As for Boozer, he’s barely a shadow of he 20-10 guy the Bulls thought they were getting last summer. He’s been in a slump since after the All-Star break and admits that the turf toe is affecting him “a lot.”
The spacing on offense continues to be poor unless Korver is on the floor, which explains why he had a plus-minus score of +11 despite going 1-for-9. Conversely, when Kyle’s not in the game, the Bulls always seem to be driving or passing into a crowd. That’s a major part of why Rose had so many turnovers and Boozer can’t get much going down low. The Hawks — like the Pacers before them — are crowding in or around the paint, cutting off passing angles and limiting the amount of space the Bulls have to work with.
Chicago’s offensive efficiency was only 95.6, not at all impressive, and it would have been worse if they hadn’t managed an Offensive Rebounding Rate of 32.6.
The Bulls can certainly win one or two games in Atlanta if they continue defending like they did last night. But they could also drop both of them if they don’t sort out their offensive problems.
Can they do that? If so, they’ll need Rose to draw more fouls, exercise some restraint when standing outside the three-point arc and take much better care of the basketball. The Bulls need to space the floor better — more Korver anyone? — and everybody needs to improve their sloppy handles. Whether it’s been the Pacers or Hawks, the team’s turnovers keep giving their opponents life. That has got to stop.
Oh, and could somebody, anybody, do something about Jeff Teague (21 points, 7-for-14, 6-for-7 from the line, zero turnovers)? Teague is playing so well that the Bulls are praying for Kirk Hinrich to miraculously heal overnight.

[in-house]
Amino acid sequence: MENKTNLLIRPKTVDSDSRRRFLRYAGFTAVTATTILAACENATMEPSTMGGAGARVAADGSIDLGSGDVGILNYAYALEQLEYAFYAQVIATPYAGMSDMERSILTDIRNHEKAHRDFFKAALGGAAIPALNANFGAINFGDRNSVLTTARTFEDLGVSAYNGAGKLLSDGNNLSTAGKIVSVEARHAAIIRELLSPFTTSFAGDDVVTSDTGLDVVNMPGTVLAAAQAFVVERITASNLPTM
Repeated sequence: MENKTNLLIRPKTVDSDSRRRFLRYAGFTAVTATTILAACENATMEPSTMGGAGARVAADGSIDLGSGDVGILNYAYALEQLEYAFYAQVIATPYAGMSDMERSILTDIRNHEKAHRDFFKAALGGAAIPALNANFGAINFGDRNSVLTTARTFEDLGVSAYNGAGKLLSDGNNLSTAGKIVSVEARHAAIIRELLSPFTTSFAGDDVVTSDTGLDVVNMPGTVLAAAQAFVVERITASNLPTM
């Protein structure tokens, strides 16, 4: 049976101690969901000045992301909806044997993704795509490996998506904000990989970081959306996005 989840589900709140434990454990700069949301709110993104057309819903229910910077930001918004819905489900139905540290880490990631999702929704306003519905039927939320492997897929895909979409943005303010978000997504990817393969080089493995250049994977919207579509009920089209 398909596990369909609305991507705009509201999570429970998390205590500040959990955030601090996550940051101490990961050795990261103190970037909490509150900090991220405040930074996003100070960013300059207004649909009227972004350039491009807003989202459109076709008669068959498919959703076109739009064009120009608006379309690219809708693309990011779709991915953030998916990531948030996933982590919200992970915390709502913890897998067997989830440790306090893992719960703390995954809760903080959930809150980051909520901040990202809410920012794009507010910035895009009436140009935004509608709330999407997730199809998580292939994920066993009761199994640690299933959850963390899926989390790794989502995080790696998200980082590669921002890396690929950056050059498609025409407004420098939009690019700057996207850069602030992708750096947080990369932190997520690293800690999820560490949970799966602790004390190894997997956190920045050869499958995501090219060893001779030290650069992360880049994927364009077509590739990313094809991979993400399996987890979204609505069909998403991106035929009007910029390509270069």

Overall, I liked the effort and sense of urgency the team displayed. They didn’t get caught flat-footed the way they did in Game 1. But until they start scoring with better efficiency, they’re vulnerable.
Quote of the Night:
Hawks legend Dominique Wilkins on Rose after Rose said his ankle was “fine”: “Derrick Rose deserves so much credit. He’s injured. I know what he says, but the fact is he’s injured. But when you’re the best player on the team, you play, period. Something about the playoffs enables you to overcome the injuries. More important than that, it’s your job. If you’re ‘The Guy’ you cannot let your teammates see you sweat. You can’t afford to let them see a cloud hanging over you. You can’t let the fans down. The pressure is a beast. And if Derrick doesn’t score big, they can’t win. I know people will look at the stats and say, ‘Well, that’s a sub-par night.’ Look, I played playoff games with an ankle so badly sprained I had to wear a boot over my sock. I played playoff games with three fractured fingers. The Game 7 in Boston against Bird? Had a dislocated thumb. Look at it; still can’t straighten it out. It doesn’t matter that he was 10-for-27 or had turnovers or that Jeff Teague played him really, really well, which he did. What mattered is Rose’s presence.”